Trade Promotion Authority Debates Continues in Senate

May 19, 2015

free_tradeThis week the Senate has been debating and considering amendments to the Bipartisan Congressional Trade Priorities and Accountability Act of 2015 (TPA-2015), legislation that allows the president to enter into reciprocal trade agreements and requires that legislation for implementing the agreement be considered by Congress on a defined timeline without amendments.

The legislation reauthorizes TPA for six years, and gives members of Congress access to important information surrounding pending trade deals and allows the public to receive detailed updates and see the full details of trade agreements well before they are signed. Once the trade agreement meets the United States’ objectives and Congress is sufficiently consulted, the legislation allows for trade deals to be submitted to Congress for an up-or-down vote, an incentive for negotiating nations to put their best offer forward for any deal.  At the same time, the bill creates a new mechanism to withdraw TPA procedures and hold the administration accountable should it fail to meet the requirements of TPA.

The TPA debate comes as the U.S. is currently in talks on two of the most ambitious trade deals in the nation’s history – the Trans-Pacific Partnership (TPP) and the Transatlantic Trade and Investment Partnership (T-TIP). For successful negotiations, both trade agreements require Congress to reauthorize TPA, which expired in 2007.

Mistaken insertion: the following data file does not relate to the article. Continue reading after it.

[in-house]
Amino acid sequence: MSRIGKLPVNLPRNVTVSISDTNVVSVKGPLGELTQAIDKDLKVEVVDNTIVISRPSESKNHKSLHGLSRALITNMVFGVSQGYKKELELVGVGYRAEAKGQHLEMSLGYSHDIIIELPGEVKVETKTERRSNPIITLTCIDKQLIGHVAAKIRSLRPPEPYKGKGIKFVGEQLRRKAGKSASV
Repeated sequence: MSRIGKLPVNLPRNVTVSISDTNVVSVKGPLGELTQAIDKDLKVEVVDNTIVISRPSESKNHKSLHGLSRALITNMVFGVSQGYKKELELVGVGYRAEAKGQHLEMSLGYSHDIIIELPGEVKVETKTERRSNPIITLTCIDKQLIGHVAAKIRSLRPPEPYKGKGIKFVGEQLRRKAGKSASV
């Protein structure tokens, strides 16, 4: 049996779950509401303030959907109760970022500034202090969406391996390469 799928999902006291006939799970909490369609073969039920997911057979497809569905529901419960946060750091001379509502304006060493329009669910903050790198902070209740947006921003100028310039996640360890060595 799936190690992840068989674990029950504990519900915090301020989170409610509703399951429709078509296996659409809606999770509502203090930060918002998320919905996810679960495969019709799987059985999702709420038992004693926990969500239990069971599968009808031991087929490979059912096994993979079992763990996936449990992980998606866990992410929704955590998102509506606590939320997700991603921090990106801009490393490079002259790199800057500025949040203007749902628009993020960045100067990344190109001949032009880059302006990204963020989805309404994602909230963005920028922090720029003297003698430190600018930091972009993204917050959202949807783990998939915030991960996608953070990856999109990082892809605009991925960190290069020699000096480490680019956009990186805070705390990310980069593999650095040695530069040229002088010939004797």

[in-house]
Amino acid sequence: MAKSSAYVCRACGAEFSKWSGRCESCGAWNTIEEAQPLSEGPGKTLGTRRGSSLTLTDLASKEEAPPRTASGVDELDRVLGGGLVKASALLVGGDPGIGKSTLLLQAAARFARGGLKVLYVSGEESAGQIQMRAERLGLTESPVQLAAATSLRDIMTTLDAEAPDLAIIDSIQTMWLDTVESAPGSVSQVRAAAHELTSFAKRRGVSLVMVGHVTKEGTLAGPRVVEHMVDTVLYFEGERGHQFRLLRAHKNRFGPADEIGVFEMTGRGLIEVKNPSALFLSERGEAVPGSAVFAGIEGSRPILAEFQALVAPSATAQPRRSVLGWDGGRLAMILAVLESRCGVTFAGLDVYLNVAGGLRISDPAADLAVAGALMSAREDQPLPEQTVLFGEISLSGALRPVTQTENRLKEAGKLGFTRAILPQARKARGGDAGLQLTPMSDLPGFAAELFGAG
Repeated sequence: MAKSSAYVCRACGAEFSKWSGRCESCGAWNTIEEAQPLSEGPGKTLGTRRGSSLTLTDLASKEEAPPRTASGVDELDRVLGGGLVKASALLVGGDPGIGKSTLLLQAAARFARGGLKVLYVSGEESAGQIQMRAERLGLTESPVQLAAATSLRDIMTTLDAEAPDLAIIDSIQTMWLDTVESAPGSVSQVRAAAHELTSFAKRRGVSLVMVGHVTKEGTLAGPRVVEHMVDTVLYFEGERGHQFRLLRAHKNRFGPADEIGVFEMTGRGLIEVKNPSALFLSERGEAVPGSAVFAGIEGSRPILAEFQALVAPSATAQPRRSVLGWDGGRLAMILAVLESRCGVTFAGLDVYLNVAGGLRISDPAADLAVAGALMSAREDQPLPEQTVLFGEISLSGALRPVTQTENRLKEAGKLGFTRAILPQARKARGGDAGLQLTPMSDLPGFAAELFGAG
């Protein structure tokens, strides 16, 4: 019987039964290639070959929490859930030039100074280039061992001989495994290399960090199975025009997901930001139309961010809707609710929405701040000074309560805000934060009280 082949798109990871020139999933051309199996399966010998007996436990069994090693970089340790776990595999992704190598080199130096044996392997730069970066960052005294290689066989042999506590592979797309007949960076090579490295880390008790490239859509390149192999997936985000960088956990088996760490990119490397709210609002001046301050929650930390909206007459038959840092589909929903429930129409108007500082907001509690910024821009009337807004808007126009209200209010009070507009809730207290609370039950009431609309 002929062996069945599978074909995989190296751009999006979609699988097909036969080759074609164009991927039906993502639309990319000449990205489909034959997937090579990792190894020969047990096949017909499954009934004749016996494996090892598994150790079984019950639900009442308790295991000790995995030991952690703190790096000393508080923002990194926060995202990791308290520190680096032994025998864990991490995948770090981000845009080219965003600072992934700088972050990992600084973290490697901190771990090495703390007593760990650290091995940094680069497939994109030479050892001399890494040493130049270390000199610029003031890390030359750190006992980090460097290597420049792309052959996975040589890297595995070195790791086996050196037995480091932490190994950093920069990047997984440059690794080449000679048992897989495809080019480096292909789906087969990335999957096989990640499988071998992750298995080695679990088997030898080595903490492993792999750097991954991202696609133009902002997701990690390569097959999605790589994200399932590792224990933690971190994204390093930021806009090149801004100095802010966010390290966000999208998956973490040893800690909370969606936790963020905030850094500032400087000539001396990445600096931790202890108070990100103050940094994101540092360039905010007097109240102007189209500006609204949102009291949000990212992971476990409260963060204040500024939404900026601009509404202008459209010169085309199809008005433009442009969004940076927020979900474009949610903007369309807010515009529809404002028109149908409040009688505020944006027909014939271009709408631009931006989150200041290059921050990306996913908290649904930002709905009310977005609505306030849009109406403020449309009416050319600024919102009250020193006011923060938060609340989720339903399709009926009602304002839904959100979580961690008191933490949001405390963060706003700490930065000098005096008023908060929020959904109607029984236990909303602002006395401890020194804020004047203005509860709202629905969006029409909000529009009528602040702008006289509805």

On May 18, Senate Majority Leader Mitch McConnell (R-Ky.) announced that the chamber will finish TPA this week, no matter how long it takes, which may prevent senators from leaving for the Memorial Day recess. McConnell is under a tight deadline to pass trade legislation, as well as surveillance and highway measures before the Senate leaves and has urged his colleagues to cooperate across the aisle and not slow down the process.

One roadblock to passage may be the debate over whether to allow a vote that would attach an Export-Import Bank (Ex-Im) reauthorization to the TPA legislation. Attaching it to the trade measure could complicate the trade bill’s prospects in the Senate, and derail the bill in the House, where there is strong opposition to keeping Ex-Im operating. Senator Maria Cantwell (D-Wash.) is offering an amendment that would reauthorize the Bank through 2019—for now Ex-Im is set to expire on June 30.

Supporters of Ex-Im favor attaching reauthorization to a must-pass bill such as the TPA measure, as they view it as the best way for saving the Bank, however, those opposed to Ex-Im fear that it could ultimately put TPA at risk for passage.

The Senate Banking Committee will hold two hearings on Ex-Im in June and Majority Leader McConnell has said he will not block a vote on Ex-Im before its expiration, though he personally opposes it.

Although many Democrats, including Senate Minority Leader Harry Reid (D-Nev.), oppose TPA—worrying that the trade bill would send American jobs overseas and hurt the U.S. middle class—enough Democrats have expressed support that the bill will likely reach the 60 votes necessary to pass. This will be a major victory for the Obama administration and Republican lawmakers who have viewed this as a top legislative priority.

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